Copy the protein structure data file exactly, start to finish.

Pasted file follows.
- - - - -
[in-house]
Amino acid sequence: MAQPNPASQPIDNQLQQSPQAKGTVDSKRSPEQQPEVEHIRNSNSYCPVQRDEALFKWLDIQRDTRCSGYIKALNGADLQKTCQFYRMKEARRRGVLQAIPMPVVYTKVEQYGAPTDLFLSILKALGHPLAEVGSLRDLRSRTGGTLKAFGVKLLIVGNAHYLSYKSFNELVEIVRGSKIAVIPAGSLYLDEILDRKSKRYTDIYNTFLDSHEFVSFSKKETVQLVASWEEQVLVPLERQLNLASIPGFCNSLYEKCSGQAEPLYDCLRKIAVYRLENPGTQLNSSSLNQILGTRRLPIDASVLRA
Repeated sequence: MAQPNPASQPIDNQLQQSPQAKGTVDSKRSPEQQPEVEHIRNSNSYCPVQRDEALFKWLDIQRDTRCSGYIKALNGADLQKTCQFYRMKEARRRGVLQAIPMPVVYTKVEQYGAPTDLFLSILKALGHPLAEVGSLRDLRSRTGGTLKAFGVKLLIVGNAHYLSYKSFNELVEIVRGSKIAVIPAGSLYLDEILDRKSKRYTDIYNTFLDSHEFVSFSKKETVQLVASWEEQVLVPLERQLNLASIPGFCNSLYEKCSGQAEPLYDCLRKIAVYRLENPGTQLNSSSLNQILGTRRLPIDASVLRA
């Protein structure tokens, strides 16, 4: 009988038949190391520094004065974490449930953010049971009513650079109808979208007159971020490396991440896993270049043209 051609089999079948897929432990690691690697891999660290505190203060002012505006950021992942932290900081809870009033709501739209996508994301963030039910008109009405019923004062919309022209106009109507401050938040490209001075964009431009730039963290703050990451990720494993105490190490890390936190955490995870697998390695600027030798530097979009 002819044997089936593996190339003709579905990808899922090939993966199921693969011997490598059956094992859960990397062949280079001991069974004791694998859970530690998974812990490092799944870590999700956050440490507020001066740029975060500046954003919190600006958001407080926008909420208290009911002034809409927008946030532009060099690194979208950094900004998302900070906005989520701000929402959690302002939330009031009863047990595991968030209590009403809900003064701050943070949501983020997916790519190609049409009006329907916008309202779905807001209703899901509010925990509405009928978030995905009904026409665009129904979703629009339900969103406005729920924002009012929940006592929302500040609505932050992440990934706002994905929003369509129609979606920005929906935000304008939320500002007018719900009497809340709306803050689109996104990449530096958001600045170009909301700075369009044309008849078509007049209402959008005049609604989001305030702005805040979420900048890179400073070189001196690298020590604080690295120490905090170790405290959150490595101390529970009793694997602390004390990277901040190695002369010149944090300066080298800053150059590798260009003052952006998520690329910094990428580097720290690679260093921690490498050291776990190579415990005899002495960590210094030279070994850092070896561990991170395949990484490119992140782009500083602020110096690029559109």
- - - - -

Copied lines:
[in-house]
Amino acid sequence: MAQPNPASQPIDNQLQQSPQAKGTVDSKRSPEQQPEVEHIRNSNSYCPVQRDEALFKWLDIQRDTRCSGYIKALNGADLQKTCQFYRMKEARRRGVLQAIPMPVVYTKVEQYGAPTDLFLSILKALGHPLAEVGSLRDLRSRTGGTLKAFGVKLLIVGNAHYLSYKSFNELVEIVRGSKIAVIPAGSLYLDEILDRKSKRYTDIYNTFLDSHEFVSFSKKETVQLVASWEEQVLVPLERQLNLASIPGFCNSLYEKCSGQAEPLYDCLRKIAVYRLENPGTQLNSSSLNQILGTRRLPIDASVLRA
Repeated sequence: MAQPNPASQPIDNQLQQSPQAKGTVDSKRSPEQQPEVEHIRNSNSYCPVQRDEALFKWLDIQRDTRCSGYIKALNGADLQKTCQFYRMKEARRRGVLQAIPMPVVYTKVEQYGAPTDLFLSILKALGHPLAEVGSLRDLRSRTGGTLKAFGVKLLIVGNAHYLSYKSFNELVEIVRGSKIAVIPAGSLYLDEILDRKSKRYTDIYNTFLDSHEFVSFSKKETVQLVASWEEQVLVPLERQLNLASIPGFCNSLYEKCSGQAEPLYDCLRKIAVYRLENPGTQLNSSSLNQILGTRRLPIDASVLRA
């Protein structure tokens, strides 16, 4: 009988038949190391520094004065974490449930953010049971009513650079109808979208007159971020490396991440896993270049043209 051609089999079948897929432990690691690697891999660290505190203060002012505006950021992942932290900081809870009033709501739209996508994301963030039910008109009405019923004062919309022209106009109507401050938040490209001075964009431009730039963290703050990451990720494993105490190490890390936190955490995870697998390695600027030798530097979009 002819044997089936593996190339003709579905990808899922090939993966199921693969011997490598059956094992859960990397062949280079001991069974004791694998859970530690998974812990490092799944870590999700956050440490507020001066740029975060500046954003919190600006958001407080926008909420208290009911002034809409927008946030532009060099690194979208950094900004998302900070906005989520701000929402959690302002939330009031009863047990595991968030209590009403809900003064701050943070949501983020997916790519190609049409009006329907916008309202779905807001209703899901509010925990509405009928978030995905009904026409665009129904979703629009339900969103406005729920924002009012929940006592929302500040609505932050992440990934706002994905929003369509129609979606920005929906935000304008939320500002007018719900009497809340709306803050689109996104990449530096958001600045170009909301700075369009044309008849078509007049209402959008005049609604989001305030702005805040979420900048890179400073070189001196690298020590604080690295120490905090170790405290959150490595101390529970009793694997602390004390990277901040190695002369010149944090300066080298800053150059590798260009003052952006998520690329910094990428580097720290690679260093921690490498050291776990190579415990005899002495960590210094030279070994850092070896561990991170395949990484490119992140782009500083602020110096690029559109």